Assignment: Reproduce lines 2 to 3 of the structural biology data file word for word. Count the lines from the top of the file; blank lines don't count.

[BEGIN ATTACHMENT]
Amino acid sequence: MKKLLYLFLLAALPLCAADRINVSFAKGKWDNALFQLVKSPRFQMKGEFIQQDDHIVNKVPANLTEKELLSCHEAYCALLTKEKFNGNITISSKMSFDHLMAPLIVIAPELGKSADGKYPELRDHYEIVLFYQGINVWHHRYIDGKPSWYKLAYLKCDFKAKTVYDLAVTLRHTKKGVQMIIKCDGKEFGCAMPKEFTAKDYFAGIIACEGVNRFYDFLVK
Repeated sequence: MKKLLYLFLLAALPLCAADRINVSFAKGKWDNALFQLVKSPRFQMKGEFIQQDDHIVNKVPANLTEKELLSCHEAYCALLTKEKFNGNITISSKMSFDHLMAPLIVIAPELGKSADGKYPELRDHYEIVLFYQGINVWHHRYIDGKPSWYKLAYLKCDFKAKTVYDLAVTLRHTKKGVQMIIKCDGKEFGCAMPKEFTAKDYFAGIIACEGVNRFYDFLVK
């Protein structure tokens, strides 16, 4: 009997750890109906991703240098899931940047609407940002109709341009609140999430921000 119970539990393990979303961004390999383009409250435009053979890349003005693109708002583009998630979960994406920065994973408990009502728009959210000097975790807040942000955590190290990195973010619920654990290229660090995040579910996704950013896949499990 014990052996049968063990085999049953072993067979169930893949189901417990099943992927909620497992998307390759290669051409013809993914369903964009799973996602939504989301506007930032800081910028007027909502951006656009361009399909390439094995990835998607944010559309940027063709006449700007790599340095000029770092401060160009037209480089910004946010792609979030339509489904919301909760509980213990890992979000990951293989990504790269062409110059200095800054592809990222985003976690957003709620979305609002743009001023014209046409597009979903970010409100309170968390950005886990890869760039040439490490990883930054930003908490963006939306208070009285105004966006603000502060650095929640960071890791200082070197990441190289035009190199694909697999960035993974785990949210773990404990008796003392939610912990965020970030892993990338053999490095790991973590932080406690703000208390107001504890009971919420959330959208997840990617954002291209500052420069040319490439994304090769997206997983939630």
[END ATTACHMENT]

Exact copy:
Repeated sequence: MKKLLYLFLLAALPLCAADRINVSFAKGKWDNALFQLVKSPRFQMKGEFIQQDDHIVNKVPANLTEKELLSCHEAYCALLTKEKFNGNITISSKMSFDHLMAPLIVIAPELGKSADGKYPELRDHYEIVLFYQGINVWHHRYIDGKPSWYKLAYLKCDFKAKTVYDLAVTLRHTKKGVQMIIKCDGKEFGCAMPKEFTAKDYFAGIIACEGVNRFYDFLVK
């Protein structure tokens, strides 16, 4: 009997750890109906991703240098899931940047609407940002109709341009609140999430921000 119970539990393990979303961004390999383009409250435009053979890349003005693109708002583009998630979960994406920065994973408990009502728009959210000097975790807040942000955590190290990195973010619920654990290229660090995040579910996704950013896949499990 014990052996049968063990085999049953072993067979169930893949189901417990099943992927909620497992998307390759290669051409013809993914369903964009799973996602939504989301506007930032800081910028007027909502951006656009361009399909390439094995990835998607944010559309940027063709006449700007790599340095000029770092401060160009037209480089910004946010792609979030339509489904919301909760509980213990890992979000990951293989990504790269062409110059200095800054592809990222985003976690957003709620979305609002743009001023014209046409597009979903970010409100309170968390950005886990890869760039040439490490990883930054930003908490963006939306208070009285105004966006603000502060650095929640960071890791200082070197990441190289035009190199694909697999960035993974785990949210773990404990008796003392939610912990965020970030892993990338053999490095790991973590932080406690703000208390107001504890009971919420959330959208997840990617954002291209500052420069040319490439994304090769997206997983939630």